How does one measure the wind speed inside a tornado? Bernie Vonnegut looked back at an early state-of-the-art method, and wrote a report called “Chicken Plucking as Measure of Tornado Wind Speed” [published in “Weatherwise,” October 1975, p. 217]. Vonnegut told the world why that early method, which involved a chicken carcass and a cannon, may have been imperfect. For this achievement, Bernie Vonnegut was posthumously awarded the 1997 Ig Nobel Prize for meteorology.
Vonnegut was a scientist — by all accounts a good one. A tribute written the year Bernie Vonnegut died says: “Bernard Vonnegut is best known, however, for his discovery on November 14, 1946 at the General Electric Research Laboratory of the effectiveness of silver iodide as ice-forming nuclei that has been widely used to seed clouds in efforts to augment rainfall.”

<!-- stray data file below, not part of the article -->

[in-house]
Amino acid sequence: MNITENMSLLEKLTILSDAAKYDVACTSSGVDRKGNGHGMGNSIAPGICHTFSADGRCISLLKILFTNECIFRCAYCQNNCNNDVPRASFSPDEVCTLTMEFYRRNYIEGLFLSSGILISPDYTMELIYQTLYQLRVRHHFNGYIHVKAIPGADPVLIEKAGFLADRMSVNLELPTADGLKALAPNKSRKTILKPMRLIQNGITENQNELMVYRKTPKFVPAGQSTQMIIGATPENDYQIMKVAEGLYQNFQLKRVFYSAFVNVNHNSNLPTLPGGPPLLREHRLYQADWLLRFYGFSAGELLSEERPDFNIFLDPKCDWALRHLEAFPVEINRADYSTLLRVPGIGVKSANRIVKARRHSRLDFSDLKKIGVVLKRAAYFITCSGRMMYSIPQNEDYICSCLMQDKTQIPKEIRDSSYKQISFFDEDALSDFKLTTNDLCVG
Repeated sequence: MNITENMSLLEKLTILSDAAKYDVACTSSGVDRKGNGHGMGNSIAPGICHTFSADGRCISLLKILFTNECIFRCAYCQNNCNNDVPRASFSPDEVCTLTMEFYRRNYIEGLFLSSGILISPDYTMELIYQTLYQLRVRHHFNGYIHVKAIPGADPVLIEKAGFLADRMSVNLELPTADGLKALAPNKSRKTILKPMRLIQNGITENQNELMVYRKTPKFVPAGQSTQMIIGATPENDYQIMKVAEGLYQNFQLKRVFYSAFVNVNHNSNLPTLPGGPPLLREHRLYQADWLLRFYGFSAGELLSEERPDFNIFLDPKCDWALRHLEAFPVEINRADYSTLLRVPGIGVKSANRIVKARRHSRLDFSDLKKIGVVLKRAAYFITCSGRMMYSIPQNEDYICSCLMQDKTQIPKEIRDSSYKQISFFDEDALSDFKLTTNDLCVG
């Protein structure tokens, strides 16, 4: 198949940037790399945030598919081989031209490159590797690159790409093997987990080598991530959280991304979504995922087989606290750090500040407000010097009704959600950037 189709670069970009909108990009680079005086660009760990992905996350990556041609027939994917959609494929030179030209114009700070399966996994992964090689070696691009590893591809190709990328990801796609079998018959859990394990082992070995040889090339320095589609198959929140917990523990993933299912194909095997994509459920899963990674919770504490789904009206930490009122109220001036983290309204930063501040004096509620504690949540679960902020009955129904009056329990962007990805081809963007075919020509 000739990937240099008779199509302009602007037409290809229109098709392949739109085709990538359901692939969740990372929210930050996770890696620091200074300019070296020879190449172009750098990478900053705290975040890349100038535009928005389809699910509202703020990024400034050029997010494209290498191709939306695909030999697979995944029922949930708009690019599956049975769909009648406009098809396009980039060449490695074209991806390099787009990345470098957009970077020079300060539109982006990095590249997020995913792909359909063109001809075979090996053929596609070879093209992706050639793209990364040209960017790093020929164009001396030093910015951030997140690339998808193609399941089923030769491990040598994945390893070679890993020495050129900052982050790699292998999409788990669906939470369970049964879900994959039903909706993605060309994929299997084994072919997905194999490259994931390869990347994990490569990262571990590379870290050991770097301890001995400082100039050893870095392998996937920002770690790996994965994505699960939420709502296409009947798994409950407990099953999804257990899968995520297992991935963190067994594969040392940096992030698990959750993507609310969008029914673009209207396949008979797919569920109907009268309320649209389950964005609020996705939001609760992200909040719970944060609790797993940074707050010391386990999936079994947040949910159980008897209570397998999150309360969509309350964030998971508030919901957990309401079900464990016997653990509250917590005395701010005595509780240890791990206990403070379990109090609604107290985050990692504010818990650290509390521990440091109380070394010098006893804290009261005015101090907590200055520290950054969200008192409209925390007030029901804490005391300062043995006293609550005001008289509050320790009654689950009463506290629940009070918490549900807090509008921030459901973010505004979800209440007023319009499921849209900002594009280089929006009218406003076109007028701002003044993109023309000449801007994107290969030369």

BONUS: Vonnegut also wrote about The Smell of Tornadoes.